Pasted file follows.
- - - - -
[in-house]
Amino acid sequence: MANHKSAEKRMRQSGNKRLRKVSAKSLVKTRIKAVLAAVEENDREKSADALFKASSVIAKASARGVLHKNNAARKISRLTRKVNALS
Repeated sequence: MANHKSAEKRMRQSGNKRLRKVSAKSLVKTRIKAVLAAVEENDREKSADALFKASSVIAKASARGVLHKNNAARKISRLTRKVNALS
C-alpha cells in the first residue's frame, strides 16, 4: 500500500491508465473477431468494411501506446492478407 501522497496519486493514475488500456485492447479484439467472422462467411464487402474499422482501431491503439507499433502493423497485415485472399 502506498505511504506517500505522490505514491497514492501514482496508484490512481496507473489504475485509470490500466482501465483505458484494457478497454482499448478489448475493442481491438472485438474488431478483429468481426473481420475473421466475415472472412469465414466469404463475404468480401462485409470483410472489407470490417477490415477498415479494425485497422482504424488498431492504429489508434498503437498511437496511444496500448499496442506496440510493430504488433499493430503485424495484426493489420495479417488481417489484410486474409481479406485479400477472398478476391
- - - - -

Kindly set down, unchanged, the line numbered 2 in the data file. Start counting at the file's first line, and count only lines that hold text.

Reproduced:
Amino acid sequence: MANHKSAEKRMRQSGNKRLRKVSAKSLVKTRIKAVLAAVEENDREKSADALFKASSVIAKASARGVLHKNNAARKISRLTRKVNALS